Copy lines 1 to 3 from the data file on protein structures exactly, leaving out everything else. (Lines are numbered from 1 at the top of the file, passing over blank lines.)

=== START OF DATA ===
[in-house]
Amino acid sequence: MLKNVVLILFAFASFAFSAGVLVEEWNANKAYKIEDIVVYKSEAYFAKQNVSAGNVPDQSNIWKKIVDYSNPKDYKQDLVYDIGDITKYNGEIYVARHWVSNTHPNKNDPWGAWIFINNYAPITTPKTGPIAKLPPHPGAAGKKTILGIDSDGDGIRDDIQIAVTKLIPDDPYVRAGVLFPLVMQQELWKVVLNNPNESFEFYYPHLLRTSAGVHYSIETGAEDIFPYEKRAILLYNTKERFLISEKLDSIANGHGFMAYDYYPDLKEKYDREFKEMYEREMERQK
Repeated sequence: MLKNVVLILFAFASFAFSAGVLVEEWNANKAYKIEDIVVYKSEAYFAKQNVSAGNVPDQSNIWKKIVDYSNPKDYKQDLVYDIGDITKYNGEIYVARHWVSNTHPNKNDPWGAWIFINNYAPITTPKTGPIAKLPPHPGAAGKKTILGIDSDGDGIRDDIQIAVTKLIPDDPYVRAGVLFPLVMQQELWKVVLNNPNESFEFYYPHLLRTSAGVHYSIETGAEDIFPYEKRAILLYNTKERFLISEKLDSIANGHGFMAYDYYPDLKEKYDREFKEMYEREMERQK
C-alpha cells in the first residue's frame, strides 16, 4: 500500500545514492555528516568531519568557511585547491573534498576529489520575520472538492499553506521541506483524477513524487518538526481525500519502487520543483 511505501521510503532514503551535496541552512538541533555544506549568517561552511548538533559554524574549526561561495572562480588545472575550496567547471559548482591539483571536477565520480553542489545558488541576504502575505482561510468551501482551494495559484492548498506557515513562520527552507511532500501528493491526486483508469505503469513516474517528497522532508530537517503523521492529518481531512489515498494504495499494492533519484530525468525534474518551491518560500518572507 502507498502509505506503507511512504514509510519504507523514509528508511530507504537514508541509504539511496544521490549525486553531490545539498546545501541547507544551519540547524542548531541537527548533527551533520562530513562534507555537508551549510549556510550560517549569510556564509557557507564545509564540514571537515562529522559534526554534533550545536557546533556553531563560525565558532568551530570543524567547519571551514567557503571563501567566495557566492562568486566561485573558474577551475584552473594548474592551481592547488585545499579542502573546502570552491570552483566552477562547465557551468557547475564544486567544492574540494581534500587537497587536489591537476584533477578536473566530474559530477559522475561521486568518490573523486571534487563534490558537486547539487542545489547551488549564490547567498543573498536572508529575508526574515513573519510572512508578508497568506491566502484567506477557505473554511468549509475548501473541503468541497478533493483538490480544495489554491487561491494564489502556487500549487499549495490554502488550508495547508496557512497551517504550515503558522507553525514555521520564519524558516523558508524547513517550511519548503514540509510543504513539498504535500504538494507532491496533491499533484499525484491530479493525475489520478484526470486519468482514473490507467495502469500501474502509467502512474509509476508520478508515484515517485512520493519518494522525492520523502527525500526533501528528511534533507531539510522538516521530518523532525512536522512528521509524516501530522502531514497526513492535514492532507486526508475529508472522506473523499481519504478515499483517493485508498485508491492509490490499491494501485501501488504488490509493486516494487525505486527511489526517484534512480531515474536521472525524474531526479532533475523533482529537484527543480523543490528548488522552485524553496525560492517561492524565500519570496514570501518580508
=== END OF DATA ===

[in-house]
Amino acid sequence: MLKNVVLILFAFASFAFSAGVLVEEWNANKAYKIEDIVVYKSEAYFAKQNVSAGNVPDQSNIWKKIVDYSNPKDYKQDLVYDIGDITKYNGEIYVARHWVSNTHPNKNDPWGAWIFINNYAPITTPKTGPIAKLPPHPGAAGKKTILGIDSDGDGIRDDIQIAVTKLIPDDPYVRAGVLFPLVMQQELWKVVLNNPNESFEFYYPHLLRTSAGVHYSIETGAEDIFPYEKRAILLYNTKERFLISEKLDSIANGHGFMAYDYYPDLKEKYDREFKEMYEREMERQK
Repeated sequence: MLKNVVLILFAFASFAFSAGVLVEEWNANKAYKIEDIVVYKSEAYFAKQNVSAGNVPDQSNIWKKIVDYSNPKDYKQDLVYDIGDITKYNGEIYVARHWVSNTHPNKNDPWGAWIFINNYAPITTPKTGPIAKLPPHPGAAGKKTILGIDSDGDGIRDDIQIAVTKLIPDDPYVRAGVLFPLVMQQELWKVVLNNPNESFEFYYPHLLRTSAGVHYSIETGAEDIFPYEKRAILLYNTKERFLISEKLDSIANGHGFMAYDYYPDLKEKYDREFKEMYEREMERQK